BB King Explains Why Elvis Presley Is Different From Any Other Rockstars

BB King Explains Why Elvis Presley Is Different From Any Other Rockstars | Society Of Rock Videos

BURBANK, CA - JUNE 27: Rock and roll musician Elvis Presley performing on the Elvis comeback TV special on June 27, 1968. (Photo by Michael Ochs Archives/Getty Images)

One of the many legendary rock musicians who helped make way for Elvis Presley was B.B. King.

King believed that Presley stood out from a number of his peers. Nevertheless, King did not really embrace the legend that surrounded the “Heartbreak Hotel” singer.

As mentioned in the book King of Blues: The Rise and Reign of B.B. King, published in 2021, King had the chance to meet several other musicians, including Presley, Jerry Lee Lewis, Carl Perkins, and Johnny Cash. These artists were all part of a famous group called The Million Dollar Quartet, and they were associated with Sun Records at various points.

The Unforgettable Encounter

King shared his thoughts about these performers. He noted:

“I saw all of them, but they didn’t have much to say. It wasn’t anything personal, but I might feel a little chill between them and me.”

While he didn’t explain why he felt this disconnect, he didn’t experience the same distance with Presley, known for the hit “All Shook Up.”

King remembered that Presley “was different.” “He was friendly.” Presley thanked King with igniting his career and treated him like king. He described Presley as “handsome and quiet and polite to a fault.” Recalling Presley as saying:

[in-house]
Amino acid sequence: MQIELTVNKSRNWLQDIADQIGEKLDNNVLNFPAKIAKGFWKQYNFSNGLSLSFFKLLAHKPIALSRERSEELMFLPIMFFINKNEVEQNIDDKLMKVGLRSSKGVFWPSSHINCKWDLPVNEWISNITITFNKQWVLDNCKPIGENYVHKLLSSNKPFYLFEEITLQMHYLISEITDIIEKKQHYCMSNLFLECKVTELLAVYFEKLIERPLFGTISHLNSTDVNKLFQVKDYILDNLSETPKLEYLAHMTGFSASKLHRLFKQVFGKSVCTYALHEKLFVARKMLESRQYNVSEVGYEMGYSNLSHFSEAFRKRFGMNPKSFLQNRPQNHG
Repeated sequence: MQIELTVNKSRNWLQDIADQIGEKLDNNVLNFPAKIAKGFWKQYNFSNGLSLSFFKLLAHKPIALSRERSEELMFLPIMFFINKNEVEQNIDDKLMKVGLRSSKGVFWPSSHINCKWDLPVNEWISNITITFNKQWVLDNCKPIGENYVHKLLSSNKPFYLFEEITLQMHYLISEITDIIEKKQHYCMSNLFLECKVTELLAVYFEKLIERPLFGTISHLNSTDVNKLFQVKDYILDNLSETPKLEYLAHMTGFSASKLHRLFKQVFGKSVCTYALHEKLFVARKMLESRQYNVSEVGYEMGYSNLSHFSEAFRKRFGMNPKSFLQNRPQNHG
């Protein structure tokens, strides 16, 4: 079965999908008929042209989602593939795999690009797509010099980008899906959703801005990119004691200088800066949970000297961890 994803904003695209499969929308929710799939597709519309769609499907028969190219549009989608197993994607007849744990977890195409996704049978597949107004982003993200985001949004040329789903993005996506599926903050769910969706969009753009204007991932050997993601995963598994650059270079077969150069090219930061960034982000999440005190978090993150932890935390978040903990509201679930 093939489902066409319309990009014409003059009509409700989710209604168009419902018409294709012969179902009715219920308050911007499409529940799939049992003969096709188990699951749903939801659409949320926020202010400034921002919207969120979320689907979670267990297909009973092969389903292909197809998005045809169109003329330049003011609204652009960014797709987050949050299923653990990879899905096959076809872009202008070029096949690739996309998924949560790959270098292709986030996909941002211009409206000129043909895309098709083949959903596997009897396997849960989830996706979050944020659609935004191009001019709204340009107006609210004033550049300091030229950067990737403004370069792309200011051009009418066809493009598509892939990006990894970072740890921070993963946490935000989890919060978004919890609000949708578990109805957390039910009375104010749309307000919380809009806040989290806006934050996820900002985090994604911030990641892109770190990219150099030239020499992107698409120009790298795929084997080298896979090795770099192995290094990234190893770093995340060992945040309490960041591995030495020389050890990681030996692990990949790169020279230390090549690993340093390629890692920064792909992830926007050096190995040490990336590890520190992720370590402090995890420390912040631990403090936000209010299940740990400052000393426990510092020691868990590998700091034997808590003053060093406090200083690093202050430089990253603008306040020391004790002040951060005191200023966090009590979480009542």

“He spoke with this thick molasses Southern accent and always called me ‘sir.’ I liked that. In the early days, I heard him strictly as a country singer.”

B.B. King’s Resentment of Losing to Elvis Presley

King thought Presley had a good voice. He stated:

“I liked his voice, though I had no idea he was getting ready to conquer the world.”

In spite of this, he rolled his eyes at the signature style of the so-called King of Rock ‘n’ Roll, calling it “just more white people doing blues that used different progressions.”

He made a comparison between Presley and Arthur Crudup, who originally wrote and performed the song “That’s All Right.” King mentioned that Presley was performing songs similar to those of Crudup, but they were being labeled as “rock ‘n’ roll.” King believed that this labeling was a way to highlight that Presley was not Black.

During that era, Presley received much more attention from Black audiences compared to King. In the 1950s, Presley achieved great success on the R&B charts with songs like “All Shook Up,” “(Let Me Be Your) Teddy Bear,” and “Jailhouse Rock.” On the other hand, King had fewer successful songs during that time.

Film Featuring “Love Me Tender” Singer Spotlights Blues Icon

In Baz Luhrmann’s movie Elvis, the portrayal of the friendship between King and Presley was a smaller aspect. The film depicts their bond as friendly, although King points out the unequal treatment they received due to their racial backgrounds, with Presley being treated better.

The movie helped introduce the younger audience to the music of Presley, particularly his song “Can’t Help Falling in Love.” Additionally, the film resulted in a soundtrack album titled “Elvis,” which had a decent level of success. It reached the 26th position on the Billboard 200 chart and remained on the chart for a total of 26 weeks. It’s possible that the movie might also spark interest among viewers in King, his musical work, and his life story.

While King didn’t gain as much fame as Presley, there’s hope that this could change over time.

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